97.9 percent of labourers in informal sector lack social insurance

08/01/2019 10:25 AM

Up to 97.9 percent of labourers in the informal sector have no social insurance, according to research carried out in November by the Department of Social Assistance under the Ministry of Labour, Invalids and Social Affairs and the Aid for Social Protection Programme Foundation Vietnam (AFV).

The research report on social security rights of women migrant workers in Vietnam found that 52.4 percent of internal migrants aged from 15-59 are female and 34.3 percent find it hard to find jobs, while 42.6 percent of the workers face housing difficulties.

Most of the internal migrants (79.1 percent) come from rural areas and two thirds have no professional skills. They often do simple jobs with average monthly income of 5 million VND (215 USD). The report cited statistics of the General Statistics Office in 2015 showing that more than half of the migrants are married and have children, and 40 percent live with their kids.


The report found limited access among women migrant workers to social security rights and information about jobs and income, as well as social insurance, assistance and services. Women migrant employees in the official sector have better knowledge about policies regarding social insurance than those in the informal sector. Due to their lack of knowledge, many female migrant labourers don’t know how to access social welfare or find assistance to access these rights in new places.

The report recommended raising awareness of migrant workers in general and female migrant employees in particular about their rights while encouraging them to access relevant information. Concerned parties should work to protect rights and interests of labourers in accessing social services equally, the report said, stressing the role of authorities in localities with many women migrant workers to keep tabs on them.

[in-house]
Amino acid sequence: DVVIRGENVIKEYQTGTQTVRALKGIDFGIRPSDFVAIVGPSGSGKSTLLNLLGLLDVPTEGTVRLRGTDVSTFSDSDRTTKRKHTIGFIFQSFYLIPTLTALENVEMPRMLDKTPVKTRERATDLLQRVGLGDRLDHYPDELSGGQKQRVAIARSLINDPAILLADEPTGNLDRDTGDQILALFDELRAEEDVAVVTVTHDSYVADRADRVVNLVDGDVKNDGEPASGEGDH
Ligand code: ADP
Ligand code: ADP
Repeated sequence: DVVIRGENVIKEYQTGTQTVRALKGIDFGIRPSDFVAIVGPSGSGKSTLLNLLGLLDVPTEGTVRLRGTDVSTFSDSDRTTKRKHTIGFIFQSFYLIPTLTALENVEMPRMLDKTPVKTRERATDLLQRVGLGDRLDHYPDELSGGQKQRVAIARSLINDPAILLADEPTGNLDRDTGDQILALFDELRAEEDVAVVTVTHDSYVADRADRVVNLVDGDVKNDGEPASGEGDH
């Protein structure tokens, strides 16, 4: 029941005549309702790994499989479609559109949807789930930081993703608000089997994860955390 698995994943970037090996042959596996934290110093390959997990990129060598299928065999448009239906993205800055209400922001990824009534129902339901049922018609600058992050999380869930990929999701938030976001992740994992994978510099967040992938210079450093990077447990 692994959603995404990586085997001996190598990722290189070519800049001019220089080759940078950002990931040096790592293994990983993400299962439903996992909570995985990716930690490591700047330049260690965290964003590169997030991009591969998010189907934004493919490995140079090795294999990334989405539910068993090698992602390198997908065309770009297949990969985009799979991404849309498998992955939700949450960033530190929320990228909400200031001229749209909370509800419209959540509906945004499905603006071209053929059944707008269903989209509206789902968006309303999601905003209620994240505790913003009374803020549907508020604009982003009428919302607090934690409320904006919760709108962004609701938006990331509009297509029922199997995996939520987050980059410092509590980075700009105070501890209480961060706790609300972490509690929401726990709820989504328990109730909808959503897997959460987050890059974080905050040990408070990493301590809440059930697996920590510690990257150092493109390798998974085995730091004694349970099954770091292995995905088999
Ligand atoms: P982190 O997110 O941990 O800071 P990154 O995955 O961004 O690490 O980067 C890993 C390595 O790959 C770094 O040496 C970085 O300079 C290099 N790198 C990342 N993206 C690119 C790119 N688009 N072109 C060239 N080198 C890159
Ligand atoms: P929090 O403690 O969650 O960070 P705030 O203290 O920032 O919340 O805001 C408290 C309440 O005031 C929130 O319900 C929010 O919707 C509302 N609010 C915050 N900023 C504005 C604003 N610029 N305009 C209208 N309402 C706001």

At a workshop held in December 20 by the Department of Social Assistance, Pham Thi Hai Ha, deputy head of the department, said more and more people are moving from rural areas to cities for better lives. Women migrant workers have participated in both formal and informal economic sectors, significantly contributing to development, she said.

However, they have been seen as a disadvantaged and vulnerable group as they have met various difficulties while working and living in new places, she said, adding that the social security network has yet to cover all of them, especially those in the informal economic sector. Free trade agreements Vietnam has signed set requirements for labour protection, generating both challenges and opportunities for Vietnam as businesses often pursue profits and low cost by not ensuring working conditions, shortening working duration and limiting access to social welfare.

Besides, many workers know little about domestic and international labour laws, as well as their rights to health insurance and other social welfare, Ha said.

Vietnam Social Security